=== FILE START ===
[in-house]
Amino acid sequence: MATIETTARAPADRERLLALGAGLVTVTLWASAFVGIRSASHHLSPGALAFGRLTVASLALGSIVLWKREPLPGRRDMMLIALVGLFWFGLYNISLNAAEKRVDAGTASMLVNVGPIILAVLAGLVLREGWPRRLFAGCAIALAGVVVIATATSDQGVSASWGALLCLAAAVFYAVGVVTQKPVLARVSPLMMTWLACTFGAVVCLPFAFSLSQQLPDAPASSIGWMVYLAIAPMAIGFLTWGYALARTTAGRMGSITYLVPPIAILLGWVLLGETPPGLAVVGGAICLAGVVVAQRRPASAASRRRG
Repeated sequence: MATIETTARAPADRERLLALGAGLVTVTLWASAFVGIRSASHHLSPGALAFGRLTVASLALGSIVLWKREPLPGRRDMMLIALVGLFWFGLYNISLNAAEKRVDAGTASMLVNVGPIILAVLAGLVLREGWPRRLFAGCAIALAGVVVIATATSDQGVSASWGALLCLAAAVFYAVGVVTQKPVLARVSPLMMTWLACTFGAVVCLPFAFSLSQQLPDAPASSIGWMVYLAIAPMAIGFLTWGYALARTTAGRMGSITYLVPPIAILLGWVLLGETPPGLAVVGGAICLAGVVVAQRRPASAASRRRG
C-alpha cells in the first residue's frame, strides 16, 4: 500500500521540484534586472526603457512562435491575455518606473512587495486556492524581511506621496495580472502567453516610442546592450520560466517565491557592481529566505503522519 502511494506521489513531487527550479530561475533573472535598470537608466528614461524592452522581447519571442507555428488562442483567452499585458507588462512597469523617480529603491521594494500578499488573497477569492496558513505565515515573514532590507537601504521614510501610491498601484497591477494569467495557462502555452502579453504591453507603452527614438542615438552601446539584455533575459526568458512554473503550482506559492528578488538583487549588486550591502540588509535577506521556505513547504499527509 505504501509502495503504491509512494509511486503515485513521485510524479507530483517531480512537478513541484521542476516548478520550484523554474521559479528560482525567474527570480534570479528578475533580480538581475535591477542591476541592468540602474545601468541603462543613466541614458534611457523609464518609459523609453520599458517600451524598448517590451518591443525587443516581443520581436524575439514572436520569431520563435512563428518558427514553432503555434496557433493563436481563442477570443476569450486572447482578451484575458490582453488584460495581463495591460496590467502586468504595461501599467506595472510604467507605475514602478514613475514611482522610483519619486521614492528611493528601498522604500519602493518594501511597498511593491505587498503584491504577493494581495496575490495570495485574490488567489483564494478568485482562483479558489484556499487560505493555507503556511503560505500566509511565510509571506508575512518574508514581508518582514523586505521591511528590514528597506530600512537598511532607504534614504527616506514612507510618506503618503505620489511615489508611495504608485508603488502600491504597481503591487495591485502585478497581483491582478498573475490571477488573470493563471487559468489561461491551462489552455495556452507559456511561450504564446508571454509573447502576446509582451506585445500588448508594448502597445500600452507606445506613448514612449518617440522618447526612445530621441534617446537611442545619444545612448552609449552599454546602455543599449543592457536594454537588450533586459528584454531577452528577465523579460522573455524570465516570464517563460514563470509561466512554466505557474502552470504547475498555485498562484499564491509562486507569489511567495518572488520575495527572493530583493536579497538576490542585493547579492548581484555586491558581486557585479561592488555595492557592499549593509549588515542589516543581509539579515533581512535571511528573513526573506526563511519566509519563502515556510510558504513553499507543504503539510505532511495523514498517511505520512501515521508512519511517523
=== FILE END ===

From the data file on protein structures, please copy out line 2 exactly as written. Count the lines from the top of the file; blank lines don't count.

Amino acid sequence: MATIETTARAPADRERLLALGAGLVTVTLWASAFVGIRSASHHLSPGALAFGRLTVASLALGSIVLWKREPLPGRRDMMLIALVGLFWFGLYNISLNAAEKRVDAGTASMLVNVGPIILAVLAGLVLREGWPRRLFAGCAIALAGVVVIATATSDQGVSASWGALLCLAAAVFYAVGVVTQKPVLARVSPLMMTWLACTFGAVVCLPFAFSLSQQLPDAPASSIGWMVYLAIAPMAIGFLTWGYALARTTAGRMGSITYLVPPIAILLGWVLLGETPPGLAVVGGAICLAGVVVAQRRPASAASRRRG